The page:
Facebook mind reading: the ultimate VR/AR interface

Mind reading is a powerful method of allowing users to control VR/AR environments. Facebook is getting in on this game. They have a head start on the tech but what’s the best way for them to capture this opportunity in the long run?

Dean Pelton’s haptic VR set-up (from the TV show Community)

There are many problems that VR/AR has yet to solve. One of these is how we, the users, are going to command and interface with these new virtual environments. Keyboards are impractical, haptic gear is too unwieldy and text-to-speech is indiscreet and unsuited for many uses (‘Close all windows except the window that I’m looking at right now and resize that window to fill the entire field of vision’). The holy grail of VR/AR interfaces? Mind reading.

Facebook is investigating how to tap into mind reading as a “new means for input to AR”.[1] One use case they’ve proposed is the “brain click” – “you could brain click to dismiss a notification that popped up on your AR glasses, for example.“[2]

Facebook executive Regina Dugan announcing Facebook’s mind reading research (at the F8 Developer Conference, 19 April 2017)

We’re closer to this reality than you might think. Already, researchers have been able to use neural transmission to move cursors,[3] type letters[4] and convey basic words. [5]

It’s not far-fetched to consider that, in the near future, Facebook will develop technology that’s capable of basic instructional interpretations (the VR/AR equivalent of moving a mouse, clicking), reading basic emotions (sadness, excitement, etc.), and typing.

The temptation for Facebook:

Once Facebook develops MindReader™ (let’s call it that for now), they will be tempted to keep the technology proprietary. This vertical integration fits in with their other moves in VR/AR so far including acquiring their own hardware (Oculus) and developing their own virtual worlds (Facebook Spaces[6]). In such a scenario, the technology will be treated like a feature. Value creation will come from making Facebook’s VR/AR software more user-friendly and featureful; value capture from revenue streams (probably ads) on Facebook’s software, and selling Facebook’s hardware.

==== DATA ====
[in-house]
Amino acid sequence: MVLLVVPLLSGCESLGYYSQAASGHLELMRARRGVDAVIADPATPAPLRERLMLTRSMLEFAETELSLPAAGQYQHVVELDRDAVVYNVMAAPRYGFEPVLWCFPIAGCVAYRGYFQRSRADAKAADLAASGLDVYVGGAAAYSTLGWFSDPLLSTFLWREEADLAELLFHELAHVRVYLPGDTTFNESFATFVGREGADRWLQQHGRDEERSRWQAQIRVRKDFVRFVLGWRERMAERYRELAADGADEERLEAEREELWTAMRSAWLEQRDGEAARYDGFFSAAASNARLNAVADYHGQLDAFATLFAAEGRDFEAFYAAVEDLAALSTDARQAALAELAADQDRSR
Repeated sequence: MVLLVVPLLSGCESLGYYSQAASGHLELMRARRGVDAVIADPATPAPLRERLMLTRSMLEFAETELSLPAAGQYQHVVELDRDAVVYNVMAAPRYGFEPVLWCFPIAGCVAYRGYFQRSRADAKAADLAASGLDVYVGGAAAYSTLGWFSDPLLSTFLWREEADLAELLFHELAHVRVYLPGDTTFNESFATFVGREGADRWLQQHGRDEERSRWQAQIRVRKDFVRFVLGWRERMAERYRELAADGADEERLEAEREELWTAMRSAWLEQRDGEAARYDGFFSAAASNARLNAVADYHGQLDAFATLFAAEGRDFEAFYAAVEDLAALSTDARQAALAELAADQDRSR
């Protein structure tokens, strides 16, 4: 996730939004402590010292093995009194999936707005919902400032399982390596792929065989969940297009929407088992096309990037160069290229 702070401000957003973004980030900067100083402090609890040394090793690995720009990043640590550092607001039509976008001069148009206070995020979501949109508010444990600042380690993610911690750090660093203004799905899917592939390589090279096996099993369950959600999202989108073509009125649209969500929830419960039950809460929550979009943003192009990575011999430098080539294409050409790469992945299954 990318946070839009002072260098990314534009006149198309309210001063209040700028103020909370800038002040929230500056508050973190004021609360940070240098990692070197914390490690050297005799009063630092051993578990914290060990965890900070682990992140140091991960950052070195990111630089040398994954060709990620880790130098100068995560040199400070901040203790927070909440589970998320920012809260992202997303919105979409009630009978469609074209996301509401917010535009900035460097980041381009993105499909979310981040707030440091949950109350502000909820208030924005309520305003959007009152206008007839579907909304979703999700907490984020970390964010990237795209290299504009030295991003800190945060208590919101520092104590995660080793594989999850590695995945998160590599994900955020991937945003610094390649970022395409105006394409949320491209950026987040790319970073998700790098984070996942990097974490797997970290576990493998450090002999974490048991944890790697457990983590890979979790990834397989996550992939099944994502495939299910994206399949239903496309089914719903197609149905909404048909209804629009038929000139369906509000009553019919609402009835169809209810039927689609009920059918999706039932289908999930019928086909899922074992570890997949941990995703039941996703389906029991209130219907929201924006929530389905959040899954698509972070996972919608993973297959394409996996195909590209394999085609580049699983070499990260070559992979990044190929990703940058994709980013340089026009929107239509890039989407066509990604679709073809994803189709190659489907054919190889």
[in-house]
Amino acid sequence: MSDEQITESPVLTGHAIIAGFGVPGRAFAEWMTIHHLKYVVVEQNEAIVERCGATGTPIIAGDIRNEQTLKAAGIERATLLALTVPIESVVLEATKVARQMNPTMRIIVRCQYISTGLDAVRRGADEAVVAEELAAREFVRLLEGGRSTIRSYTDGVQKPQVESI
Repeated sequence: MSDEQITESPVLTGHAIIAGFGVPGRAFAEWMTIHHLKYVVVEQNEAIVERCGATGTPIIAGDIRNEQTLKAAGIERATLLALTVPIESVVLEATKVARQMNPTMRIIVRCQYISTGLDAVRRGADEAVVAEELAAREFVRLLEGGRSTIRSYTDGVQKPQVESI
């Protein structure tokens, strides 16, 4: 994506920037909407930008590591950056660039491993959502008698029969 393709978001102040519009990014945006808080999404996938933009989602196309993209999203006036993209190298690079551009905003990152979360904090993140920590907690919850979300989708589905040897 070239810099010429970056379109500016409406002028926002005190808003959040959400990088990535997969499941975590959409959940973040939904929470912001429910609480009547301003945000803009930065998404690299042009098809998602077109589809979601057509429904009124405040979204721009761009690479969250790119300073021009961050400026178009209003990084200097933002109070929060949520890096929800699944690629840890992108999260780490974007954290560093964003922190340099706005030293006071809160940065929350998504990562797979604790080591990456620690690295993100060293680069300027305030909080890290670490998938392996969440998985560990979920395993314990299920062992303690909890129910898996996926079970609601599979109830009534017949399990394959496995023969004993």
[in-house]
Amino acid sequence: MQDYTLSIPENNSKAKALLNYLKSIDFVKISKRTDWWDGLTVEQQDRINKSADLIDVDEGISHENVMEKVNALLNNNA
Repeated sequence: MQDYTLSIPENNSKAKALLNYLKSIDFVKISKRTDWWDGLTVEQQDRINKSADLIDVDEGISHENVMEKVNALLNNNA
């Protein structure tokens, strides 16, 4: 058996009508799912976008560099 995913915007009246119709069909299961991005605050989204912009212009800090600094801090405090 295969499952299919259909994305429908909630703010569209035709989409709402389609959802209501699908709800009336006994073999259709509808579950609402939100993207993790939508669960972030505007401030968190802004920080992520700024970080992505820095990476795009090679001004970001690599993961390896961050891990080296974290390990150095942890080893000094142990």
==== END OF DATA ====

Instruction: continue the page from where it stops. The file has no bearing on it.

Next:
Facebook’s VR app, Spaces. Does Facebook have the operating model capabilities required to win in VR social media? It’s not so clear that they do.

Though there’s nothing inherently wrong with this approach, it’s predicated on Facebook’s proprietary ecosystem winning the VR/AR wars. This is anything but certain. VR/AR is anyone’s game both in terms of hardware and software. Moreover, Facebook’s operating model doesn’t currently have strong capabilities in creating awesome digital environments or developing hardware.

What Facebook’s should do:

Rather than keep the technology for proprietary use, Facebook has a greater chance of making MindReader™ a success if they allow it to be freely available. Specifically, they should:

  • Partner with as many manufacturers as possible to incorporate the hardware technology
  • Release an SDK for VR/AR developers to utilise in exchange for control over data
  • Link users’ MindReader™ activity to their Facebook accounts (almost akin to social login)

This strategy allows Facebook to:

Align themselves with whoever wins in VR/AR – when it’s unclear who the winners will be, a parallel search strategy is the way to go. And when there’s heterogeneity in what consumers want from VR/AR, it makes sense to align yourself with a variety of applications/hardware. By making MindReader™ available for public use, Facebook will ensure that they get access to a bit of everything, including, the eventual winners in the ecosystem.